The shoulder is a truly amazing example of the genius of the human body’s design. The way that the shoulder is built gives us the ability to reach in all directions, hold, carry and throw objects, hang onto and swing on objects like tree branches and trapezes, and move incredibly heavy objects with the powerful muscles surrounding it. This combination of strength and mobility is partially due to the stability that is created by a group of muscles called the 'Rotator Cuff'. Before we look at the Rotator Cuff, let's have a closer look at the structure of the shoulder joint.
The Ball and Socket Joint
One of the main reasons for its wide range of motion is the fact that it is a ball and socket joint. A ball and socket joint is exactly what it sounds like - the end of the bone has a ‘ball shape’, and it inserts into a ‘socket’, or a concave surface on another bone. In the case of the shoulder, the ‘socket’ part of the joint is very shallow. In fact, it looks more like a golf ball balancing on a tee. Once again, it has the beneficial effect of creating an amazing range of motion, but also results in instability.
What is the Rotator Cuff?
The rotator cuff is a group of muscles that support and stabilize the shoulder as it moves. They arise from the scapula and connect to the head of the humerus, forming a cuff at the shoulder joint. They hold the head of the humerus in the small and shallow glenoid fossa of the scapula. The rotator cuff muscles include the Supraspinatus, Infraspinatus, Teres Minor and Subscapularis. Due to its instability, an imbalance in the strength and flexibility of the muscles surrounding the joint can more easily cause problems. And because the rotator cuff is the only structure stabilizing the shoulder, it is particularly vulnerable to injury and overuse.
Common Rotator Cuff Injuries
Common rotator cuff injuries are bursitis, tendonitis or rotator cuff tears. If pinching in the rotator cuff damages the cushioning pads between the tendon and the bone (bursa), it is called bursitis. If it affects the tendon, it is called tendonitis. Weakness and inability to raise the arm, as well as severe night pain, may indicate the rotator cuff is actually torn. A tear can occur following a trauma to the shoulder or can arise as a result of ‘wear and tear’ of the tendons. It is an injury frequently sustained by athletes who repetitively move their arm through a throwing motion, such as baseball pitchers, quarterbacks, volleyball players, tennis player, swimmers and shotput throwers.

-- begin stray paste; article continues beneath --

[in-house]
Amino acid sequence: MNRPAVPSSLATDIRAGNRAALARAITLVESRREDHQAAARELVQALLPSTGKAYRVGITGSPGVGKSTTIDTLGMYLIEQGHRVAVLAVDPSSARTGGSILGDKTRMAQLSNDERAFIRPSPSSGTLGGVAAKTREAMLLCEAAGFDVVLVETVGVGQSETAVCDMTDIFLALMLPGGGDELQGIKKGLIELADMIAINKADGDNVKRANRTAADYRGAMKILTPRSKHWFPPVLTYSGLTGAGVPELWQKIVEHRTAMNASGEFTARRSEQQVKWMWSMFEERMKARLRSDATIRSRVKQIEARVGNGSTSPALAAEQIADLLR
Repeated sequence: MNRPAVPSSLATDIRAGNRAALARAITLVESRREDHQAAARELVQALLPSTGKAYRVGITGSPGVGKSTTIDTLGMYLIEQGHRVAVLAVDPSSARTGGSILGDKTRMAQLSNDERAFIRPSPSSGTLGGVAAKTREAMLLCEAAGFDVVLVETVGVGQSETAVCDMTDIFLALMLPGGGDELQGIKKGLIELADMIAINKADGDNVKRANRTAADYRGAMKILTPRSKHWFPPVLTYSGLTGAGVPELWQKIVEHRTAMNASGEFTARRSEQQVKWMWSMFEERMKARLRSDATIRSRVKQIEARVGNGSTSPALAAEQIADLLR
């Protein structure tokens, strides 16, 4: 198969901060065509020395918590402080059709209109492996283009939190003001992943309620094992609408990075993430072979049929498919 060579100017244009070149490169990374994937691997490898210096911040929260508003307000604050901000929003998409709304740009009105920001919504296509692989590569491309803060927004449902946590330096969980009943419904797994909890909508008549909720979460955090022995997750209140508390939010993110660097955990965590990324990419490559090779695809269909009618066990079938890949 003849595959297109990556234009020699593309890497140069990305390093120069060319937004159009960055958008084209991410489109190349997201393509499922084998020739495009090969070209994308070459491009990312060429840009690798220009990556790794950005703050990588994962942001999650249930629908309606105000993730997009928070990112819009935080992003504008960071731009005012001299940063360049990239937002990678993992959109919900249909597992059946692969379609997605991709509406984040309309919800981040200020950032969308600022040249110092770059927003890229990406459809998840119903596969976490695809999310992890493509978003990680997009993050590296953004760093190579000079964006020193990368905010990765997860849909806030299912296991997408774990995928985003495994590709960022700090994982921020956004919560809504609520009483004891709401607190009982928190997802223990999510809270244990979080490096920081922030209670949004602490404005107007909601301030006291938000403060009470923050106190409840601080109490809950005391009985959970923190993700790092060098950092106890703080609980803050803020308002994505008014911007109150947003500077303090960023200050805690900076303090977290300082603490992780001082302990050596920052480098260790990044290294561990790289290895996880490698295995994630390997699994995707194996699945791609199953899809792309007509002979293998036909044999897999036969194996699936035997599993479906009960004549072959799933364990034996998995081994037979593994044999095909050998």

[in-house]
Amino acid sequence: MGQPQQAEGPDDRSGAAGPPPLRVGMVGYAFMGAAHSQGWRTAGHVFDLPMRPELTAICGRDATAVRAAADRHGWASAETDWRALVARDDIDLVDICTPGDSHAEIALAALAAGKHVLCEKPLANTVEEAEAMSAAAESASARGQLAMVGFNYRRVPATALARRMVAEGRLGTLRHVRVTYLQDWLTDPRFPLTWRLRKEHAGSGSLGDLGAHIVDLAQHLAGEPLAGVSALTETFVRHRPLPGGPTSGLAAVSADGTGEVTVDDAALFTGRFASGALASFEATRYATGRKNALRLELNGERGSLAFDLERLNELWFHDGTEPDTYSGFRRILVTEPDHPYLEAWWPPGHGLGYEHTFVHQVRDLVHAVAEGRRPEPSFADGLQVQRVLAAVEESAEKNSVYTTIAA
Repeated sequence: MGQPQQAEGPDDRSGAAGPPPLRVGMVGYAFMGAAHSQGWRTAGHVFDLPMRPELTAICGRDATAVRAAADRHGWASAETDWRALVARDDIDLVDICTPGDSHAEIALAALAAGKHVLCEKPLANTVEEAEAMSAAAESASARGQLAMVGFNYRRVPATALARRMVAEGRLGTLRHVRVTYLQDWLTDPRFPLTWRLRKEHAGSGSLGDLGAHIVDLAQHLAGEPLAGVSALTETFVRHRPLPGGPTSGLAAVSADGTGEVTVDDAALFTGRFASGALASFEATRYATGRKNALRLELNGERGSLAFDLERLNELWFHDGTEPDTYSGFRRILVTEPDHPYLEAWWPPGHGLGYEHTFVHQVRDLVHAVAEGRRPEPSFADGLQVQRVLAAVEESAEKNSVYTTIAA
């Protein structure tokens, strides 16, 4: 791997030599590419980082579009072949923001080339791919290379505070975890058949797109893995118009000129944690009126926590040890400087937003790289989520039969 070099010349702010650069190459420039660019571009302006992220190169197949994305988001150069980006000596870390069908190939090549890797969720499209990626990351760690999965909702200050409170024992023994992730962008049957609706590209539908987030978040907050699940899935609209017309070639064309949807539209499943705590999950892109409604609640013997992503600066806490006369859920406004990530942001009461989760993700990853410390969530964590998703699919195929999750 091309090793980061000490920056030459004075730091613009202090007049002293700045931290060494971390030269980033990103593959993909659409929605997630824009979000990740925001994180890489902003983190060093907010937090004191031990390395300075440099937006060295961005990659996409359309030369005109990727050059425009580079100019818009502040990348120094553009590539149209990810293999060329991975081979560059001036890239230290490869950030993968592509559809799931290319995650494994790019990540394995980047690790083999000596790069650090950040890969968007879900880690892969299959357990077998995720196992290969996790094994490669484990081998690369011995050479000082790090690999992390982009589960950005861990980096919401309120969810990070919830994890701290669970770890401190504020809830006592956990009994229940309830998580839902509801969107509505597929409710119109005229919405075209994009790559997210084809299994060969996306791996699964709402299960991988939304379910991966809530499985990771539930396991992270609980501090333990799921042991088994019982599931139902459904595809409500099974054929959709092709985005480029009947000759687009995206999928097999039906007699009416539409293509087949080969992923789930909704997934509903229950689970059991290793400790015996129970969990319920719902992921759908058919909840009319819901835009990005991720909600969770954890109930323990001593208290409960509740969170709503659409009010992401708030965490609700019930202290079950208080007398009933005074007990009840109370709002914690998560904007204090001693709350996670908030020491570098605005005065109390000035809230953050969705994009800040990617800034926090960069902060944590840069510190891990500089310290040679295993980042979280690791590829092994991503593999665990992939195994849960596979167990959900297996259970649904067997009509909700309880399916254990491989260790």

An Approach to Healing the Rotator Cuff
When the rotator cuff is injured or stressed, it is often because it is being repetitively pulled through the throwing motion, and as a result can become over-stretched, torn and and/or weak. An approach to healing most often involves both strengthening and stretching of the rotator cuff muscles, to reposition the shoulder joint properly, and to encourage the muscle/tendon tissue to lose some of its stiffness. A holistic approach will also include stretching the Pectoralis and Biceps, as well as strengthening the Trapezius.
Strengthening the Rotator Cuff (Click to View Video)
(The above video actually includes a strengthening and stretching exercise). To strengthen the rotator cuff, lie on your left side, with a pillow under your head. Place your right elbow on your hip with your elbow at 90 degrees and your hand reaching forward. On an exhalation, raise the arm upward; when you inhale, lower it back down. If this is quite easy, hold a weight in your hand. Repeat 10 times.
Stretching the Rotator Cuff
To stretch the rotator cuff, lie on your left side and move your left arm forward so that the elbow is directly in front of your chin. Raise the hand, then use the right hand to gently push the left hand toward the floor. Be gentle and move into the stretch on an exhalation. Hold each stretch for 10 seconds and repeat 5 times.
Strengthening the Trapezius
To strengthen the Trapezius, lie on your stomach and reach your arms out to the sides, bending the elbows at 90 degrees so that your hands are level with your ears. We’ll do 2 variations here... the first, on an exhalation simply raise your arms toward the ceiling. Avoid pulling the elbows toward your hips. In the second variation, keep your elbows on the floor and raise only your forearms. Repeat 10 times.
Stretching the Pectoralis and Biceps
Lastly, we want to stretch the Pectoralis and the Biceps, as well as encourage the spine to open up in a gentle backbend. The perfect pose to accomplish this is a Lying Chest Opener. Place a bolster or rolled blanket on the ground with a pillow or yoga block about a foot away from one end. Sit on the block, then lie back on the bolster or blanket, so that your spine is along the midline. Reach your arms out to the sides with your palms facing up, and slide the hands up toward your head until you feel a stretch in the front of your shoulders. Stay here for at least 2 minutes.